Just as they’ve left the nest, many young South Africans are moving back home again as the economy shrinks – taking with it their plans for the future.
Research released by online classifieds community Gumtree on Tuesday indicates that 64% of young South Africans between the ages of 21 and 35 may have had to move home due to the economic effects of Covid-19.
Finance minister Tito Mboweni said in an opinion piece published on Sunday that the economy would likely contract by more than 7% this year, citing the lockdown due to the pandemic which saw domestic produce shrink by 51%.
The latest report by the National Income Dynamics Study – Coronavirus Rapid Mobile Survey in July, found an 18% decline in employment between February and April 2020.
That equates to about 3 million jobs lost – many of those being young people, who now make up a youth unemployment rate of 59% recorded by Stats SA.
Gumtree’s research was based on the Pew Research Centre in the US, which recently announced the findings of its US survey into urban dwelling.
According to this research, for the first time ever most 18- to 34-year-olds were living at home with their parents. In July, 52% of millennials were living with their parents – up from 47% in February 2020.
Brand marketing manager at Gumtree SA Estelle Nagel said they did similar research on social media.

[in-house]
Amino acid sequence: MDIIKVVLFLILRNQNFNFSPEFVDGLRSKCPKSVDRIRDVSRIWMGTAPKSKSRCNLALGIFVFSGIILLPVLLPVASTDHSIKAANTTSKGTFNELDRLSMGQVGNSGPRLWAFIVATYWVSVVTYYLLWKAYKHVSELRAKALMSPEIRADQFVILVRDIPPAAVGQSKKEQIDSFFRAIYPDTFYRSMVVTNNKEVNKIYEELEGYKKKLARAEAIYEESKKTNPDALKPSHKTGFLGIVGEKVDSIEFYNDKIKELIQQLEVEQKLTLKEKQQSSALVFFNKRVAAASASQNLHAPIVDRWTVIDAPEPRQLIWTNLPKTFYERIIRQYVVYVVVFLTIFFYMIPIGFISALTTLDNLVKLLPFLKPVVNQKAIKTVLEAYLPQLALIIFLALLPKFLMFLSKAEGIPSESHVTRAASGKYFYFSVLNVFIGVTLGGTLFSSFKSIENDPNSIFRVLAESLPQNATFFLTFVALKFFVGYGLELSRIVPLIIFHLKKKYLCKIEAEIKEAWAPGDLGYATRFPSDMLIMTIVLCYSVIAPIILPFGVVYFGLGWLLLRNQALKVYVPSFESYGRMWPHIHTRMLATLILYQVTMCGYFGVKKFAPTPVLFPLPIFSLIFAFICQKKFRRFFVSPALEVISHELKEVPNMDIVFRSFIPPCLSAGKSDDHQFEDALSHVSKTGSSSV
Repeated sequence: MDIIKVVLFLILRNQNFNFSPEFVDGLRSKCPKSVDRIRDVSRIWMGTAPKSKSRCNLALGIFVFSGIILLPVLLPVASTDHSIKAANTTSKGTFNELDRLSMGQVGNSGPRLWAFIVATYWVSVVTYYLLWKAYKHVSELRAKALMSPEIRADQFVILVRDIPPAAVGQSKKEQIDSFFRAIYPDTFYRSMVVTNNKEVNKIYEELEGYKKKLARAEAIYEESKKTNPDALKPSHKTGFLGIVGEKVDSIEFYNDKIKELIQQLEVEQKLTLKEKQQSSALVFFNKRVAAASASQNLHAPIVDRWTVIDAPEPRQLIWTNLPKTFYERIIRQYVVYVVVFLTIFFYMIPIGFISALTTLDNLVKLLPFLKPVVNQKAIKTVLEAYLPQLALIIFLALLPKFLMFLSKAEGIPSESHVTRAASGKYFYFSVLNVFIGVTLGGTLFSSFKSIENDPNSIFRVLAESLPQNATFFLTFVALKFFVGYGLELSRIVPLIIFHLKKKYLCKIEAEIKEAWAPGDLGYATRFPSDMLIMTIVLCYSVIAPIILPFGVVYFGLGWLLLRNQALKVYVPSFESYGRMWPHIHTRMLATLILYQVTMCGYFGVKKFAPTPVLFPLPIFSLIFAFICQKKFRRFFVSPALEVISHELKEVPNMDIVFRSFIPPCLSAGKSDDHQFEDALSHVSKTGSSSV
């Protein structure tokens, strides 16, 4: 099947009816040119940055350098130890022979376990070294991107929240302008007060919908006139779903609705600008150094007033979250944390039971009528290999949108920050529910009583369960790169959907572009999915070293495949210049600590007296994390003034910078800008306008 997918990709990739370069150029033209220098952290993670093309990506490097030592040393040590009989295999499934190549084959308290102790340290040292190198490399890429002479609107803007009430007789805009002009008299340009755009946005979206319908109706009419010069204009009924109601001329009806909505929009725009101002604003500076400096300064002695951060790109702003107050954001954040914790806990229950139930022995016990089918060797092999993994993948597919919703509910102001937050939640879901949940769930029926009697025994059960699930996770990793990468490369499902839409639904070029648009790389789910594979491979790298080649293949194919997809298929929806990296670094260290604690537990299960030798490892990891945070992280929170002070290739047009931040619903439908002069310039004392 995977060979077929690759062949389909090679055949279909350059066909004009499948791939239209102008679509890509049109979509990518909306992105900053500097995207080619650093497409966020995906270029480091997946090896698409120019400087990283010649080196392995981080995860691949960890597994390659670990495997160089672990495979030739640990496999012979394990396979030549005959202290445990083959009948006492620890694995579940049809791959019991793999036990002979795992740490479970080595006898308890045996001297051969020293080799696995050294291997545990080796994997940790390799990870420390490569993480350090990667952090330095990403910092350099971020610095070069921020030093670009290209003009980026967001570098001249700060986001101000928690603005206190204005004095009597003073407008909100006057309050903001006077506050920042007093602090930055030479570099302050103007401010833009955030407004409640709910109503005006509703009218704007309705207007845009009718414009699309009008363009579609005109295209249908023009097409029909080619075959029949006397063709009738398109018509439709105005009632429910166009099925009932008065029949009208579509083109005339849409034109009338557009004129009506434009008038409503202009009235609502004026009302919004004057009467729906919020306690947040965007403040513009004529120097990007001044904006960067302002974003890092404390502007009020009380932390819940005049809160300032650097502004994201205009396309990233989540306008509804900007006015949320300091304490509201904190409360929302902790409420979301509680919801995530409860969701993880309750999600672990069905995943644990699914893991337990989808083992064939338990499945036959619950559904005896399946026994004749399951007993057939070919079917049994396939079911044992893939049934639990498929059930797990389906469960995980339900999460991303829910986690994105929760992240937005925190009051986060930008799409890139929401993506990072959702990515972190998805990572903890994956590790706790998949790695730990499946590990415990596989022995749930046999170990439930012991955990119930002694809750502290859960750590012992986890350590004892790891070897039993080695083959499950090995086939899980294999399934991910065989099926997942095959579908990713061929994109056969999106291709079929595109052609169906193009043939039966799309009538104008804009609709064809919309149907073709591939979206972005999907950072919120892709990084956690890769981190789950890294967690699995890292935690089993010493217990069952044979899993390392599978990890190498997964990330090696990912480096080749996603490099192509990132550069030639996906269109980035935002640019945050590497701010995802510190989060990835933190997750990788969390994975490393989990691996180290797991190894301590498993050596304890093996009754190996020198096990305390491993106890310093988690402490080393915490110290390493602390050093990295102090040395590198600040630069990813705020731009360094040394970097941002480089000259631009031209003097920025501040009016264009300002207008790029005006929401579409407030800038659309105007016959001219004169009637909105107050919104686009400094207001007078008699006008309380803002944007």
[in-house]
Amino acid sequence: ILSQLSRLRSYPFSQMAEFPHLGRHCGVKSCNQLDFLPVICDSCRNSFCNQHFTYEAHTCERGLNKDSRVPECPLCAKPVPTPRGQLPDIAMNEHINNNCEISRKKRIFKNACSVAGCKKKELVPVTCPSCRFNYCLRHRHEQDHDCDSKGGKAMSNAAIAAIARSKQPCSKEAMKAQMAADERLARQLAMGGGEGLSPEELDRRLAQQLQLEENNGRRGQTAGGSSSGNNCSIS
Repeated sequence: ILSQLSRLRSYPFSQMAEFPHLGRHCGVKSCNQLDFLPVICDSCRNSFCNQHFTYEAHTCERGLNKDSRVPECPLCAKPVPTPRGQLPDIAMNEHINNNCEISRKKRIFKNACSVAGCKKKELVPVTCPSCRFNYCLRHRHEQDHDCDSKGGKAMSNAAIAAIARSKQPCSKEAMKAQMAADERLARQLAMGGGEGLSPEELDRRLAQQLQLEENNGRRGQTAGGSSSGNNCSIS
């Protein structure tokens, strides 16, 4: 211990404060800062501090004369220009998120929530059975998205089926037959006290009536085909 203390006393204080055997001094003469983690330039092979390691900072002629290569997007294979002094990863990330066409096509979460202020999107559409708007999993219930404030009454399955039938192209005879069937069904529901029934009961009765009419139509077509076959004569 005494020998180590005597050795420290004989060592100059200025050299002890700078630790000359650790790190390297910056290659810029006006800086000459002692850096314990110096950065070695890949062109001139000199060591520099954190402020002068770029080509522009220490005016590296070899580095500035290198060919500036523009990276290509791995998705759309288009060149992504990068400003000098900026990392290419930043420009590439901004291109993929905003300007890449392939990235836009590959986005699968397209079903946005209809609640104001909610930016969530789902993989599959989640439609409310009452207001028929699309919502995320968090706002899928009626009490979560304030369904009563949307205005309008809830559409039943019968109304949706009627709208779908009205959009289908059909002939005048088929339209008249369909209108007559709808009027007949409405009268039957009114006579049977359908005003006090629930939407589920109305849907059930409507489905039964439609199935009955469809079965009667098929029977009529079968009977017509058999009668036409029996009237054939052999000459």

“We asked our Twitter followers – particularly those between the ages of 21 and 35 – if they or someone they knew had been forced to move home,” she said.
“The results were a resounding yes, with 64% of young South Africans in our target group of 2,400 responding that they had been directly impacted by the economic knock-on effects of Covid-19.
“This is also congruent with the uptick in rental property listings that we are seeing on the Gumtree platform.”
Gumtree has 41,723 rental houses and flats listed – including 17,140 in Gauteng, 12,795 in the Western Cape, and 7,657 in KwaZulu-Natal.
Meanwhile, a report on September 10 by the Tenant Profile Network (TPN), a credit bureau which tracks tenant behaviour in SA, found that 11.39% of rental properties were vacant.
According to the report, this is explained by job losses and an increasing supply of rental space relative to demand.
TPN found that the market for tenants paying less than R3,000pm had the highest rental inflation, at 2.41% year-on-year. The rental inflation for those paying R12,000 or more a month was the lowest, at -0.83%
“The relative out performance of the lowest segment appears unlikely to last as this segment has some of the most severe tenant financial pressure, along with a high estimated vacancy rate,” said the report.
But Nagel still has hope for young entrepreneurs.
“We are a resilient nation and although the unemployment rate has soared … we have also seen an uptick in entrepreneurial activity and listings on our platform,” she said.
“We currently have 62,892 services listed on Gumtree [in] 28 different category offerings, from ‘building and trades’ [14,380 adverts] to tutors and education [2,185].
“This could mean that although young South Africans have borne the brunt of Covid-19 economic effect, they’re ready to start something new, taking to heart the National Planning Commission’s view that small businesses are the backbone of economic recovery and stimulation for the post-Covid-19 era.
“These brave entrepreneurs would be in good company. The likes of Google, Apple, Microsoft and Amazon – all multibillion-dollar companies – all started out in their founders’ parents’ garages.”
BY Alex Patrick